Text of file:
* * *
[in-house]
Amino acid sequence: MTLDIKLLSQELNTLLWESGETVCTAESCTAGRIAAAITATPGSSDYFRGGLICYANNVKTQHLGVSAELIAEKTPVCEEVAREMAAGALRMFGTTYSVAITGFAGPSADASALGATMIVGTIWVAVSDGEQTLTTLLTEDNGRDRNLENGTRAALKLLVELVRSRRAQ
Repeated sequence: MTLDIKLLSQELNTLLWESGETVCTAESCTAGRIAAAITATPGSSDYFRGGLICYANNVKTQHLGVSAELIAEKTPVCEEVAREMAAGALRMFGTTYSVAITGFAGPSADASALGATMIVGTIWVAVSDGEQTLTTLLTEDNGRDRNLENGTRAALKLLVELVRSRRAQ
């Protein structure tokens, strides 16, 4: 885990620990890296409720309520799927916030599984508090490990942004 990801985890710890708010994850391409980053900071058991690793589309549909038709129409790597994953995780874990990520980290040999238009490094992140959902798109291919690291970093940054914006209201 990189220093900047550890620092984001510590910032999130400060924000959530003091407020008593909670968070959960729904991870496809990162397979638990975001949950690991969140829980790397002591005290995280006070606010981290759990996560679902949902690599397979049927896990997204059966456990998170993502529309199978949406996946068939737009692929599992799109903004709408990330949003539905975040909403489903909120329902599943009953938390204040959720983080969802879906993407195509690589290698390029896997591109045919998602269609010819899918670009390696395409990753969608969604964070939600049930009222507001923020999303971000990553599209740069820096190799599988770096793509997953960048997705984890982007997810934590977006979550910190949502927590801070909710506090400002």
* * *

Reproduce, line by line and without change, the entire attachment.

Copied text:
[in-house]
Amino acid sequence: MTLDIKLLSQELNTLLWESGETVCTAESCTAGRIAAAITATPGSSDYFRGGLICYANNVKTQHLGVSAELIAEKTPVCEEVAREMAAGALRMFGTTYSVAITGFAGPSADASALGATMIVGTIWVAVSDGEQTLTTLLTEDNGRDRNLENGTRAALKLLVELVRSRRAQ
Repeated sequence: MTLDIKLLSQELNTLLWESGETVCTAESCTAGRIAAAITATPGSSDYFRGGLICYANNVKTQHLGVSAELIAEKTPVCEEVAREMAAGALRMFGTTYSVAITGFAGPSADASALGATMIVGTIWVAVSDGEQTLTTLLTEDNGRDRNLENGTRAALKLLVELVRSRRAQ
């Protein structure tokens, strides 16, 4: 885990620990890296409720309520799927916030599984508090490990942004 990801985890710890708010994850391409980053900071058991690793589309549909038709129409790597994953995780874990990520980290040999238009490094992140959902798109291919690291970093940054914006209201 990189220093900047550890620092984001510590910032999130400060924000959530003091407020008593909670968070959960729904991870496809990162397979638990975001949950690991969140829980790397002591005290995280006070606010981290759990996560679902949902690599397979049927896990997204059966456990998170993502529309199978949406996946068939737009692929599992799109903004709408990330949003539905975040909403489903909120329902599943009953938390204040959720983080969802879906993407195509690589290698390029896997591109045919998602269609010819899918670009390696395409990753969608969604964070939600049930009222507001923020999303971000990553599209740069820096190799599988770096793509997953960048997705984890982007997810934590977006979550910190949502927590801070909710506090400002």